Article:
So none of this is criticism when I say I felt a disconnect between this portion near its beginning:
Mostly though, I don't want to quote from the site because it seems that's just what its author wants us to do. The bottom of the Web page urges visitors to "Copy this to usenet/newsgroups where my voice will speak forever!" Yeah, no thanks, dipshit.
And its conclusion:
There is some kind of madness in this culture that I don't have a name for. But it seems to be getting worse.
I recognize the syllogism here: he was a murderous dipshit; he wanted us to do something; we won't give him the satisfaction. I just want to point out that that's an unproductive instinct in light of the fact that this is most definitely going to happen again -- many times, in many places, and frequently near or even in our own backyards. You'll notice there was no "How could something like this happen here?" sentiment going around this time; I think we are all starting to absorb that of course it happens here. Here is a terrifying place.
Has it always been this way? Is it like this everywhere on the planet? Is it getting worse, here? Are there reasons? I'd like to figure these things out.
Please don't tell me that by doing so I'd be making excuses for the perpetrator and "blaming society". Mr. George Sodini had a screw loose, and that screw was called 'humanity'. If he were alive I would be in favor of his being punished to the fullest extent of both karma and the law.
But he's not evil anymore, he's just dead.
I'd like to figure out how he came to be in such acute, furious pain for so long. I'd like to figure out how it was that he never sought out or received sufficient -- or seemingly, any -- help, professional or otherwise. I'd like to figure out at what point life's frustrations become so overpowering that some people lash out with weapons of medium destruction. I'd like to know if there's anything we should know or teach or develop or research in order to reverse what does feel like a trend.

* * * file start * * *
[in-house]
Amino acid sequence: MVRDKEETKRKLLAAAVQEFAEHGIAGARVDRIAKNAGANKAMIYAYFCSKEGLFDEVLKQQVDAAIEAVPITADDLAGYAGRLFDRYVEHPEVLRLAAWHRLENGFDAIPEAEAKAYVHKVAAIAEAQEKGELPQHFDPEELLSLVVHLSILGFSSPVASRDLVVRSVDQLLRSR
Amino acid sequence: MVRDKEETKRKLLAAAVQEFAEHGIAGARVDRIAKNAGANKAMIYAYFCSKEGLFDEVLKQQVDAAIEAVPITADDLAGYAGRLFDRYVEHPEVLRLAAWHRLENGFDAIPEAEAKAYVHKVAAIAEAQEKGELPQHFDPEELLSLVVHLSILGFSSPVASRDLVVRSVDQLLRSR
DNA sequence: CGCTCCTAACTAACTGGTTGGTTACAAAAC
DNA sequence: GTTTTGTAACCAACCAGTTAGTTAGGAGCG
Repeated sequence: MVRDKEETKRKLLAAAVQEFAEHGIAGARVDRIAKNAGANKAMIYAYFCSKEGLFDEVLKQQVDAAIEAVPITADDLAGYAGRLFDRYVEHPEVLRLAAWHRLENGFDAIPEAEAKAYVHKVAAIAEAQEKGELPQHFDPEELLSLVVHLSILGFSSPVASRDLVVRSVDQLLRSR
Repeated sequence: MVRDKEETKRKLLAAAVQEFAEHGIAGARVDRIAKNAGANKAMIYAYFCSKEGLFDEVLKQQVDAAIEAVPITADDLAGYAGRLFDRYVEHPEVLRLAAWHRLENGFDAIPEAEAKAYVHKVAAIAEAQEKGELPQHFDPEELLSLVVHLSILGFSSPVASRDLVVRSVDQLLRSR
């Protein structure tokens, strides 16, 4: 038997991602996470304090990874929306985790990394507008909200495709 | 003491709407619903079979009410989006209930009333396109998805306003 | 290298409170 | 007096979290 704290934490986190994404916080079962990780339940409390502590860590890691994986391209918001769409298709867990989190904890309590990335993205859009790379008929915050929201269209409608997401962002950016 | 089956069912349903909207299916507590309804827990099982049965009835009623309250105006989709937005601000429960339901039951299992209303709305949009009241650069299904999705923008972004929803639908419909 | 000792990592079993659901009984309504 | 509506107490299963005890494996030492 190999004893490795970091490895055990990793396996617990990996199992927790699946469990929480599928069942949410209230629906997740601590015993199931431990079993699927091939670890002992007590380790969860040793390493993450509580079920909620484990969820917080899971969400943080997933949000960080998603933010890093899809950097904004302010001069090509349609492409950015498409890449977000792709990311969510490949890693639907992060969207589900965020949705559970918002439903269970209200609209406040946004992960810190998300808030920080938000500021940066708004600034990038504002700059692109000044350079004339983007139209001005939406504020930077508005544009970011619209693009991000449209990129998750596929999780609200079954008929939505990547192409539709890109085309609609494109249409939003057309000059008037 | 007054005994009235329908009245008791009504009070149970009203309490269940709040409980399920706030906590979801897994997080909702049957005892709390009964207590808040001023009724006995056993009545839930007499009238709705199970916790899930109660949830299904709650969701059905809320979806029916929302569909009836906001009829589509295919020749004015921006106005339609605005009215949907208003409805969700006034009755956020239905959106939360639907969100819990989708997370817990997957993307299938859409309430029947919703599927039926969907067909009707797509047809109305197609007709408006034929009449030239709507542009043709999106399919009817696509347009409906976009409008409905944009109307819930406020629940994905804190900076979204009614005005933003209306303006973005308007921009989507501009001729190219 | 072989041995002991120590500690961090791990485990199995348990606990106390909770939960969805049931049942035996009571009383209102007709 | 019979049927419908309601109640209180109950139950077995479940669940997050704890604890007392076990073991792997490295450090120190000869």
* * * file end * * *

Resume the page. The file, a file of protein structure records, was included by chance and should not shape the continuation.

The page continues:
So in a way I'm right glad Sandini left behind his Web site, and that Richard Poplawski left behind his comments and sketchy friends, and that Theodore Kaczynski left behind his manifesto. As twisted and unforgivable as these people were, it's clear they were driven internally to tell us something. Of course we shouldn't accept their words at face value, but I hope civilization swallows its pride and reads more deeply into these things -- and far beyond only the most salacious, easily-dismissible or explainable tidbits.
Within hours of the recent shooting, some people were out there saying that for them, this was about easy access to firearms. For others, this was about misogyny and/or racism in our society. For all of us it's largely about feeling awful for this new slew of victims and their loved ones.
There's nothing wrong with those take-aways at all. For me, this is mostly about problems with contemporary American culture, and about its attitudes towards mental health problems and mental health care. Sorry if that offends anyone.